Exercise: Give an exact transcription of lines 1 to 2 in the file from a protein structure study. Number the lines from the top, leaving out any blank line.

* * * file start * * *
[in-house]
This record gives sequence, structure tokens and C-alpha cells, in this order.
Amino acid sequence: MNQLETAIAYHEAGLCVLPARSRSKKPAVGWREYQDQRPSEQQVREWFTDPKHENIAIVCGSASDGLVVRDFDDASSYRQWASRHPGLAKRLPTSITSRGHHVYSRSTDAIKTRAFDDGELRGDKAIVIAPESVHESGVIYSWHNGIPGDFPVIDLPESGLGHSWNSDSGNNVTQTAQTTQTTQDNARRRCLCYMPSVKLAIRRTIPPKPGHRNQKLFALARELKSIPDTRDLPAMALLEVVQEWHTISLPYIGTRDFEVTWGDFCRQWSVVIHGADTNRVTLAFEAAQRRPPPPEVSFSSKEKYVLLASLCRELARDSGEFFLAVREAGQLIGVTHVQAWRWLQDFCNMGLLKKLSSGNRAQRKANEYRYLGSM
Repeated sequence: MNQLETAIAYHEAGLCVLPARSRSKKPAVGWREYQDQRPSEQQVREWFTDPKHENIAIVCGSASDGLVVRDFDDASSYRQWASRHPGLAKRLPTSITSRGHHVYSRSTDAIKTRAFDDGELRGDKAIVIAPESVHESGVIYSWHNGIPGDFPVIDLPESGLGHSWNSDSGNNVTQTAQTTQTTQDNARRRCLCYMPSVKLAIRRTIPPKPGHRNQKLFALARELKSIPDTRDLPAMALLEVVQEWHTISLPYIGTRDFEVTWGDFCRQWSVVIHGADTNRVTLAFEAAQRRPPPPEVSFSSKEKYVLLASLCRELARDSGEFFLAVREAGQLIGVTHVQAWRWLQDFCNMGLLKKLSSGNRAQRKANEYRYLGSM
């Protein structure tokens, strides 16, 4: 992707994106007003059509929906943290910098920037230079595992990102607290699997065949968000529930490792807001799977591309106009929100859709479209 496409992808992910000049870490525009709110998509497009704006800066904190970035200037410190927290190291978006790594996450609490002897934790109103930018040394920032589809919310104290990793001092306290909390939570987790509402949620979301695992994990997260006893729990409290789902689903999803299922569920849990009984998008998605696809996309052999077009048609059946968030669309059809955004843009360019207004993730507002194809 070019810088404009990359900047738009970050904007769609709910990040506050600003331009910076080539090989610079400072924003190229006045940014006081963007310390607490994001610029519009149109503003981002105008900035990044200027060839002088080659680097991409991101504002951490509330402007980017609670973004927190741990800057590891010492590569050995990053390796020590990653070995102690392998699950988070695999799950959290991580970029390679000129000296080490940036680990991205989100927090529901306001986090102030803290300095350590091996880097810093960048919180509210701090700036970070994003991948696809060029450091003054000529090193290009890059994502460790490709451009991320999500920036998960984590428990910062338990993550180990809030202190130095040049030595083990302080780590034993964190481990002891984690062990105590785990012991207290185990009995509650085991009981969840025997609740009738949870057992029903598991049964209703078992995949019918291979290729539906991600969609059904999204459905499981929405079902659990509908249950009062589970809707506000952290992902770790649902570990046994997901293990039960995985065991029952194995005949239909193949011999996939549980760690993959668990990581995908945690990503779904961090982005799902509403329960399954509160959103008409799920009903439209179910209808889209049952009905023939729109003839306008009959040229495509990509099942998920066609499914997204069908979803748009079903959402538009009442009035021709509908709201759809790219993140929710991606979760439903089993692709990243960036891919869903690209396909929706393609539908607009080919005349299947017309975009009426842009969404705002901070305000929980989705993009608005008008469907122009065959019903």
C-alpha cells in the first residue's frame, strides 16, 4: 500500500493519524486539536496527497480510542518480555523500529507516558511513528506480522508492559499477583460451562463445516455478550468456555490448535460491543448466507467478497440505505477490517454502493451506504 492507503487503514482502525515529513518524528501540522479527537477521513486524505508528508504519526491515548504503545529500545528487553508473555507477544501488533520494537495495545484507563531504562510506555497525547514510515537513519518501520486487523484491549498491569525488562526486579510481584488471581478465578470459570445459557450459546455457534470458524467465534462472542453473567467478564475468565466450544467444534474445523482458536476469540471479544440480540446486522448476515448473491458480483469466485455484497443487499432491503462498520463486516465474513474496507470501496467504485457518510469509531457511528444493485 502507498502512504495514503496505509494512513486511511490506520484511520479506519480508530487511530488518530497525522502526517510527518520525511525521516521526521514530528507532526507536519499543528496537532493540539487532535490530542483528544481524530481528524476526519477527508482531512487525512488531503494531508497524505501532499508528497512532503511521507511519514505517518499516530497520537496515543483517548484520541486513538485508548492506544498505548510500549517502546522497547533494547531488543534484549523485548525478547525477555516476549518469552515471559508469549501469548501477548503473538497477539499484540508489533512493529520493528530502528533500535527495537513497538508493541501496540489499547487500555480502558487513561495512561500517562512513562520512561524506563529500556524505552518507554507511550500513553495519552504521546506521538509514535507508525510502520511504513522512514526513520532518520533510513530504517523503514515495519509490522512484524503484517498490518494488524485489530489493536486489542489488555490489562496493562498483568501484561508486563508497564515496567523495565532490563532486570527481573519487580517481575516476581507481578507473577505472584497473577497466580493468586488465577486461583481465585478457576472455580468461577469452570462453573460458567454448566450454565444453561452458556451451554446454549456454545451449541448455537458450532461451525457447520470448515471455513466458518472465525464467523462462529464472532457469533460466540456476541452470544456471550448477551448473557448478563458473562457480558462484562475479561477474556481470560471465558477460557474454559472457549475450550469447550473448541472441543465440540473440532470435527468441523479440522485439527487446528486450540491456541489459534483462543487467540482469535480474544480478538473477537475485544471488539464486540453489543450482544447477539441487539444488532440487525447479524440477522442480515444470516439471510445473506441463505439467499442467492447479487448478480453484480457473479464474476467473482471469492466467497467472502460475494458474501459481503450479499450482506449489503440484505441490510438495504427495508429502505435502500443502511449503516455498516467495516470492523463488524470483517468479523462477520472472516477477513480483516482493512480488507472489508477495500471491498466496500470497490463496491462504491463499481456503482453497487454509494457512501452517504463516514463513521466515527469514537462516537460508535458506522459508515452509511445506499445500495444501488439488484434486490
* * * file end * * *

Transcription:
[in-house]
This record gives sequence, structure tokens and C-alpha cells, in this order.